Virginia Arts Festival Presents ACTEON Tonight

Virginia Arts Festival Presents ACTEON Tonight

The Virginia Arts Festival presents a rare evening of period music conducted by one of the most revered names in early music performance, William Christie, tonight, April 15 at 7:30pm, at Norfolk's First Lutheran Church. Mr. Christie will lead the musicians of Juilliard415, the principal period-instrument ensemble of The Juilliard School, and singers from Juilliard Opera in Marc-Antoine Charpentier's 18th-century treasure, Acteon.

For music lovers, this is like a visit from royalty: a conductor, harpsichordist, musicologist and teacher, William Christie is acclaimed by critics, artists, and audiences as the inspiration behind one of the most exciting musical adventures of the last thirty years: the rediscovery of a rich lode of music created for concert and stage by 17th- and 18th-century French composers. American-born, Christie has been many times honored by his adopted country France, which has designated him Commandeur dans l'Ordre de la Légion d'Honneur as well as Officier dans l'Ordre des Arts et des Lettres.

Charpentier's Actéon is based on a story in Ovid's Metamorphoses, in which a hunter happens upon the goddess Diana bathing with her attendants. He tries to hide but is discovered, and in anger the goddess turns the hunter into a stag, whereupon he is pursued and torn apart by his own hounds. The story of Actéon has inspired artists for centuries: There are Greek vases on the British Museum portraying Actéon being devoured by his hounds; the garden of a villa in Pompeii, Italy, shows Diana on one pillar and Actéon on the next; the Renaissance painter Titian was inspired by the story to paint one of his most famous works, and English painter Thomas Gainsborough captured the story on canvas as well.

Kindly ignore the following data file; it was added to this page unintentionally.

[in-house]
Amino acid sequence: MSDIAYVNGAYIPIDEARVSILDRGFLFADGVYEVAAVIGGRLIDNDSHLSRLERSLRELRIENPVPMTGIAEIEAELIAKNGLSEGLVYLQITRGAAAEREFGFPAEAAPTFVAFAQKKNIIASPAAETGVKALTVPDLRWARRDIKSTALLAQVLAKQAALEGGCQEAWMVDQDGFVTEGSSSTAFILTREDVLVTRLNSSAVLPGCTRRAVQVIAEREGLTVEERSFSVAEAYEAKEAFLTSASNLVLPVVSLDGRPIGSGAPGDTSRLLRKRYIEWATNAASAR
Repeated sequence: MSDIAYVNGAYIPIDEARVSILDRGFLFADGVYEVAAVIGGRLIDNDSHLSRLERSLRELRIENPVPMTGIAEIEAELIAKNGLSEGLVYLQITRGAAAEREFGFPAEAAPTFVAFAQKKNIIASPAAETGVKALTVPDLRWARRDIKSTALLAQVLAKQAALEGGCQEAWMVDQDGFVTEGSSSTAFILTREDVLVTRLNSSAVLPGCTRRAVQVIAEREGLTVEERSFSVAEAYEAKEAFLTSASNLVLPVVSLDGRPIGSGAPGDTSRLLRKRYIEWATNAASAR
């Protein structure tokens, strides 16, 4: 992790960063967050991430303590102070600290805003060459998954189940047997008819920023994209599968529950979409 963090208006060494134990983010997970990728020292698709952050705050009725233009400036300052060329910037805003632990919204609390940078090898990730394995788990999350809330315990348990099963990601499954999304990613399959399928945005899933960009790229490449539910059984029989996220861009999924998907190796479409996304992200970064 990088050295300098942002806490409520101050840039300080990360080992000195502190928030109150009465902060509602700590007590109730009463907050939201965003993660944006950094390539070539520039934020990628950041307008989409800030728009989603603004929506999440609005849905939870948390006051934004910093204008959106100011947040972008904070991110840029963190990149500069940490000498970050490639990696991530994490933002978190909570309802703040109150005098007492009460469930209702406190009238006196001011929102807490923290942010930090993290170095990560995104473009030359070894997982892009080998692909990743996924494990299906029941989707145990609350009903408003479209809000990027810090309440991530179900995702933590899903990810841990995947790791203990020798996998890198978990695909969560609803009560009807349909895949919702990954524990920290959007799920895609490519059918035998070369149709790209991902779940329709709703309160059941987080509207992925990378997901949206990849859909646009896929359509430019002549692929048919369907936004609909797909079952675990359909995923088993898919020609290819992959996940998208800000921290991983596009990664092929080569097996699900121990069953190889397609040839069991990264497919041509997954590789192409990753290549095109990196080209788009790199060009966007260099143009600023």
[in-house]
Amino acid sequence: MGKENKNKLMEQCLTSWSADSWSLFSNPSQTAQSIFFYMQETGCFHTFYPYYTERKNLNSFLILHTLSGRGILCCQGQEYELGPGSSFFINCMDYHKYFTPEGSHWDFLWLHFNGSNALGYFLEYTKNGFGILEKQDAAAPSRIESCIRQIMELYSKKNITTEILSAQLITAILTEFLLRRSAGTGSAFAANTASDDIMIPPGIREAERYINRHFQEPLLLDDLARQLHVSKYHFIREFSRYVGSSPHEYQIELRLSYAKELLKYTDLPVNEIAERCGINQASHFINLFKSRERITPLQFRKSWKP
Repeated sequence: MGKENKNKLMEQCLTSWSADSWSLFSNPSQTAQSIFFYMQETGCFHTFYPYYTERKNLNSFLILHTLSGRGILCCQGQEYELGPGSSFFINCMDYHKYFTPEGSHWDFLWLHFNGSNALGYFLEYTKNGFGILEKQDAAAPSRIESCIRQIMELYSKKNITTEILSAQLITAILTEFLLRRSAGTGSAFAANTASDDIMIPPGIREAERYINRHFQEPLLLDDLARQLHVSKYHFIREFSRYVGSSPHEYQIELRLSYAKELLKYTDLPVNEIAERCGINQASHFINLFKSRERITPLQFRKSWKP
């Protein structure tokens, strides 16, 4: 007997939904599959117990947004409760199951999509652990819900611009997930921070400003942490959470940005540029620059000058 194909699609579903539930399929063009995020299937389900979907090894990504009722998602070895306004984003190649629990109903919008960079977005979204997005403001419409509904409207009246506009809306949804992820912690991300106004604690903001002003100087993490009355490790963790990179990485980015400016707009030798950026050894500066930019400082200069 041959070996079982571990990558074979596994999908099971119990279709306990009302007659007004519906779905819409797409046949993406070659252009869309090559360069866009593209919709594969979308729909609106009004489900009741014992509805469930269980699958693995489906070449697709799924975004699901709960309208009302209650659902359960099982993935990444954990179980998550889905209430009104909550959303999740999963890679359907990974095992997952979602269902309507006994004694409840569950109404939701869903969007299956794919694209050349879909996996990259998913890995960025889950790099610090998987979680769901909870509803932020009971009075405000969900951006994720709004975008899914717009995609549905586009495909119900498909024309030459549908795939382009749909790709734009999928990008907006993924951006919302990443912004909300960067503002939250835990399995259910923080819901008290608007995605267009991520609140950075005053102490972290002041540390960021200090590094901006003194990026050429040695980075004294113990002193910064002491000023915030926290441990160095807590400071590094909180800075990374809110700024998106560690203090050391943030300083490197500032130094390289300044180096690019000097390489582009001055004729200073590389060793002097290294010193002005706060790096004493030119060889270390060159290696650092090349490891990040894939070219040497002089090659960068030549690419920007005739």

Writers from Shakespeare to Edith Wharton have based works upon the myth of the goddess and the hunter, and Schubert was one of many composers inspired to set the story in music. In the classic style of the 17th century, Charpentier's opera sets the tale in six acts that vividly portray the beauty of the pastoral setting, the grace of the bathers, the innocence of the hunter, the fury of the goddess, and the terrible revenge that Diana wreaks.

Tickets are $30 and are available online at, by phone at 877-741-2787, or at the Virginia Arts Festival Box Office, 440 Bank Street, Norfolk. Group tickets (groups of 15 or more) are available, call 757-282-2819.

Since 1997, Virginia Arts Festival has transformed the cultural scene in southeastern Virginia, presenting greatperformers from around the world to local audiences and making this historic, recreation?rich region a cultural destination for visitors from across the United States and around the world. The Festival has presented numerous U.S. and regional premieres, and regularly commissions' new works of music, dance, and theater from some of today's most influential composers, choreographers and playwrights. The Festival's arts education programs reach tens of thousands of area schoolchildren each year through student matinees, in?school performances, artists' residencies, master classes and demonstrations.


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